Rachel Ford works two jobs, putting in 70 to 80 hours a week in administration and as a waitress. She has struggled with finances and events in her personal life and decided to make the switch to a simpler life.
"I have all this stuff, and I found I have to find places to put all this stuff, and I don't really need it. I don't use it," Ford told WTAE news. "I figured why not give it away or sell it and lessen my footprint a little bit?"
Her solution was to invest in a tiny home. According to her interview by local news station WTAE, she ordered one to be custom-built for her in Michigan for $25,000 at 320 square feet, excited for a change. That is until she found out the Pittsburgh area wouldn't allow her to live in her tiny home.
In the Borough of West View area, which is 15 minutes north of Pittsburgh, has a requirement much larger than Ford's tiny home at 320 square feet. Even though Pittsburgh had just unveiled their first tiny home at 350 square feet to the public in February, there were still very limited options for Ford regardless of how close in proximity she was to Pittsburgh. Economy Borough alone required at least 700 square feet for . This left Ford scrambling to find a legal place to place her tiny home.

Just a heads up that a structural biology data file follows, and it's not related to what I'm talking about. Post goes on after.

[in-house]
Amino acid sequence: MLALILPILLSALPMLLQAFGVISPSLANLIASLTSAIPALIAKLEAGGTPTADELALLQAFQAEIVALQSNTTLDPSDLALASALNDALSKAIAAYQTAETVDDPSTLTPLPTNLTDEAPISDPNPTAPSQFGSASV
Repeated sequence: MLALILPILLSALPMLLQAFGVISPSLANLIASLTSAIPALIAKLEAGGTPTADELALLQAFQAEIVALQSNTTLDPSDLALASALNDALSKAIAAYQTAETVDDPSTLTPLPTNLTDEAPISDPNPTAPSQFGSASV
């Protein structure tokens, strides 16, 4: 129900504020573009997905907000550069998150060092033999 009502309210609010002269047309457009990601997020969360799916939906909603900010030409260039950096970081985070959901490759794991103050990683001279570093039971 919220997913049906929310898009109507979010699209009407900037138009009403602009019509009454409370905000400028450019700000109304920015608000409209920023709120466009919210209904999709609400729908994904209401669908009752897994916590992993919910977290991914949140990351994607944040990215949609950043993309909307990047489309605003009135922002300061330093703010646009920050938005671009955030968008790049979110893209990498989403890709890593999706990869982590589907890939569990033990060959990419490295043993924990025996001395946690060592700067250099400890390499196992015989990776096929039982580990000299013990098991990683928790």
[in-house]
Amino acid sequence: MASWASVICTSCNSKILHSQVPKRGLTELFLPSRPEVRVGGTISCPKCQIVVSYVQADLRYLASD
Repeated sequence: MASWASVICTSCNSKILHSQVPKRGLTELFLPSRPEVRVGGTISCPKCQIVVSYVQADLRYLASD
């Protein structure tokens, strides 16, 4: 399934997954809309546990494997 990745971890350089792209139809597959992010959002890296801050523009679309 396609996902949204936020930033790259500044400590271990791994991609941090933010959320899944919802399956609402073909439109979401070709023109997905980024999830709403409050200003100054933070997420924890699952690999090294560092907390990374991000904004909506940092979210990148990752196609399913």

WTAE's report discovered lots in Avalon, Bellevue and Ben Avon that would be an excellent fit for tiny homes, and a vote is supposed to take place later this summer on a new plan and zoning for the area to allow tiny homes. So far in regards to mobile homes, Avalon requires they must be 5,000 square feet and 40 square feet wide if it is a 10 to 12 foot home and 10,000 square feet and 80 square feet wide should the mobile home have closed projections or is a double mobile home. Needless to say, many tiny homes tend to be much smaller than this.
Ford had until March to find a space for her tiny home. On February 24, she reported that she had purchased a piece of land with an abandoned home and was working to clear off the messy property and waiting for her home to be finished before starting her tiny life.
Ford chronicled her tiny home journey in her blog tinyhouseBIGDREAMS. Updates could be found on her blog, at least as of March, where it seems Rachel successfully purchased the land and the builder, Mark Boyer of Tiny House Squared, made significant progress on her home. As of July 2016, it does not seem a vote on zoning and accessory dwellings in neighboring towns have occured yet.